Proposed Overtime Rules and the Impact on Hotels

Employing nearly 2 million people in communities across America and contributing billions of dollars in business travel revenue, the hotel and lodging industry remains a force to be reckoned with as our economy continues its recovery from the Great Recession.

Our story is about people; the small business owners who run B&Bs and independent inns, the people who provide jobs and benefits in local communities in small towns and big cities across America. Our story is about those who came to the United States to start new lives, risking defeat, failure, and uncertainty—not to mention their life savings—to own and operate their own hotels. The hotel industry is the story of the American Dream: The dishwashers, room attendants, and bellhops who work hard and seize the opportunities before them to become hospitality managers, GMs, CEOs, and executives.

Our industry is about growth, opportunity, and ownership. Unfortunately, many in our industry, including members of the American Hotel & Lodging Association, remain deeply concerned that the Department of Labor’s proposed overtime rule will get in the way of the American Dream for hundreds of thousands of Americans—far beyond the scope of the hotel industry.     

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The agency’s rule would raise the threshold of overtime pay for salaried employees working more than 40 hours per week from $23,660 to $50,440. While the lodging industry supports a fair and equitable working environment for both employees and employers, we do caution the agency regarding the unintended consequences of raising that threshold too high, too fast.

The majority of jobs offered in our industry already have starting wages above the minimum wage, and employers currently have the flexibility to set salary parameters that foster a strong team environment, which allows for good benefits, higher pay, and workable schedules. Meddling in this employer-employee balance will surely cost business and stability.

This rule will significantly impact 92 percent of our small business owners, the backbone of the lodging industry. The economic impact on their businesses will in turn hamper the pace of job growth, investment, competition, and prosperity that have been so vital during our economic recovery.

In addition, this proposed rule will likely hurt the very employees that it purports to help. Since many hotels—especially smaller, local hotels or hotels in more rural areas—operate within narrow budget margins, management will not be able to offset the substantial increase in labor costs these overtime rules will create. In turn, it is the employees who will suffer.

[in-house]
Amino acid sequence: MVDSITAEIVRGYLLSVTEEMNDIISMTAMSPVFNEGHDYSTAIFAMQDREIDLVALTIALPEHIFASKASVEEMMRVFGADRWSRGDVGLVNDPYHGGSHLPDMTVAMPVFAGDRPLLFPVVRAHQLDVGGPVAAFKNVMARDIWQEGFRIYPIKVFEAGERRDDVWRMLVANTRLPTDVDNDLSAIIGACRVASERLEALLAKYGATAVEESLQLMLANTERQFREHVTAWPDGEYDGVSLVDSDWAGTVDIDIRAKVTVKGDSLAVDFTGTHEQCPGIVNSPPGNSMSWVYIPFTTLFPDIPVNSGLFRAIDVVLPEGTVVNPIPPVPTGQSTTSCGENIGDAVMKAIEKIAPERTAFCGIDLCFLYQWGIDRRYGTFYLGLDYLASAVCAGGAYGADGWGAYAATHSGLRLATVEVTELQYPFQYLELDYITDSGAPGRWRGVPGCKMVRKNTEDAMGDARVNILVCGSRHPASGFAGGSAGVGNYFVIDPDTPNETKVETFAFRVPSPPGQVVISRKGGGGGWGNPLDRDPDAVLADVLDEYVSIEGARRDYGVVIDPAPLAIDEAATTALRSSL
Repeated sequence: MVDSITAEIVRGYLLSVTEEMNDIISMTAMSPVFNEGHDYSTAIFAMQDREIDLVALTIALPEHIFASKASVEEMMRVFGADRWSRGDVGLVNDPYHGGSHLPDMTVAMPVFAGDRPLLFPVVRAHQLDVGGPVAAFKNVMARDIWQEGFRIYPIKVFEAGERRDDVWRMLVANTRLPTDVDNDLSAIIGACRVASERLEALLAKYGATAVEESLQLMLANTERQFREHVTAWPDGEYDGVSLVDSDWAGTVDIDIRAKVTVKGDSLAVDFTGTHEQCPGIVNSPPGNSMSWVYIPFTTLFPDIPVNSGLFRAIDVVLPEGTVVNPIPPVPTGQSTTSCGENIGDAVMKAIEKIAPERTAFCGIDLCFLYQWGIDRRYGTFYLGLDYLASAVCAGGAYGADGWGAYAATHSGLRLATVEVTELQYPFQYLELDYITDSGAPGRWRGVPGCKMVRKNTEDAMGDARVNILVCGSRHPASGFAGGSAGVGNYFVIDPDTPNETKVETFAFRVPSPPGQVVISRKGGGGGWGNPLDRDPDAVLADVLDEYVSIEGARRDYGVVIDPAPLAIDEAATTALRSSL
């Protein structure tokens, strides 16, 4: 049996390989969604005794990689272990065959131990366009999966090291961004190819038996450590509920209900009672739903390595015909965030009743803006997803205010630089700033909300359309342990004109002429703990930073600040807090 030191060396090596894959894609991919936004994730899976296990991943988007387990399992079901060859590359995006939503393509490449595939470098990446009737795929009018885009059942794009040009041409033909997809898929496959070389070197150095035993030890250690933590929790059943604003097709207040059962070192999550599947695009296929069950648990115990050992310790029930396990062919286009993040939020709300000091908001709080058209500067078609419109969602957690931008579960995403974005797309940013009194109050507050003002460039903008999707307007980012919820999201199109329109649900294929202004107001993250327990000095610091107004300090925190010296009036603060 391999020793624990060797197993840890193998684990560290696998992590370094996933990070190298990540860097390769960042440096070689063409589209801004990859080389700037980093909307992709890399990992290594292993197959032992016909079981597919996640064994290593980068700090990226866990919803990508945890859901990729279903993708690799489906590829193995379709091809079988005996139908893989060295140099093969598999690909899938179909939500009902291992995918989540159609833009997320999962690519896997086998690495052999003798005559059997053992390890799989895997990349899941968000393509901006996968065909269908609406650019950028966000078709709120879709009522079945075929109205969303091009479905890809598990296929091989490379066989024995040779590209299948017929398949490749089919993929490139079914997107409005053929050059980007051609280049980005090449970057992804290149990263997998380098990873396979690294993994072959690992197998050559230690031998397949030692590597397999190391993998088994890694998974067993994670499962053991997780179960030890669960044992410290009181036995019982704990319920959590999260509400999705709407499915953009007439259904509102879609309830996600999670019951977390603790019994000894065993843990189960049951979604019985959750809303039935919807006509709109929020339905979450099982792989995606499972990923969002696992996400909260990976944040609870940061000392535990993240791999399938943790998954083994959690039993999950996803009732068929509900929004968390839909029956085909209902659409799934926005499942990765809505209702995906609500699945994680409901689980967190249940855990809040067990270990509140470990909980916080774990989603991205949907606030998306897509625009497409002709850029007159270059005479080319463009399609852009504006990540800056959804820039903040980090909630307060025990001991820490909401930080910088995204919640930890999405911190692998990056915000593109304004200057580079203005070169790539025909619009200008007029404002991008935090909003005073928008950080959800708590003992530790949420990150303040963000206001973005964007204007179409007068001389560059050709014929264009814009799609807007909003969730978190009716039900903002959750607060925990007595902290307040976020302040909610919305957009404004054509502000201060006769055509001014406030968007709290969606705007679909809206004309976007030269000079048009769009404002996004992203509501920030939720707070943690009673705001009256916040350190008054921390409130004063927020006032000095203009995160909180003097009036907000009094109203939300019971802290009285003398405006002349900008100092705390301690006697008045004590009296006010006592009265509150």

According to a recent study published by the National Retail Federation, the proposal could result in “reduced hours and benefits, more part-time work, fewer advancement opportunities for impacted workers, and in some cases, could lead to impacted workers having their job duties replaced by automated systems.”

This rule will also likely deter the aspirations of many people hoping to create and expand their business model while creating good-paying jobs for hardworking people, not to mention threatening the success of current small businesses.

Chairman of the Senate Committee on Health, Education, Labor, and Pensions Lamar Alexander says, “Just imagine how discouraging this rule will be to the working mother who can no longer negotiate her schedule to, say, work from home when she needs to, or to the young restaurant assistant manager who loses his title and is returned to an hourly job with no more pay, or to the job seeker who discovers that the only available jobs are part-time. What Washington owes these workers is policies that create better opportunities, more flexibility and enable them to have more control over their work lives.”

Numerous official comments have been filed since the proposed rule was published in the Federal Register in July, many of which have expressed grave concerns from not only members of the lodging industry, but also across a vast spectrum of the business sector. As the open comment period comes to a close this month, we truly hope that the Department of Labor seriously considers the immense burdens that the overtime rule will pose on businesses large and small nationwide.

As the proud representative of the hotel and lodging industry, AH&LA continues to take aggressive steps to protect hoteliers’ and employees’ interests throughout this evolving process. As we all know, the power of our industry lies in the opportunities hotels create for men and women seeking competitive pay, good benefits, and pathways to successful careers. As AH&LA continues our efforts moving forward, we will do everything in our power to ensure our industry remains a leader in championing everyone’s dreams.

Brian Crawford is vice president of government and political affairs at AH&LA.

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Brian Crawford is the executive vice president of government affairs at AHLA.

1 COMMENT

  1. Thank you for following through on this. The new/proposed regulation will surely affect the smaller/independent business as we try to negotiate through the year.

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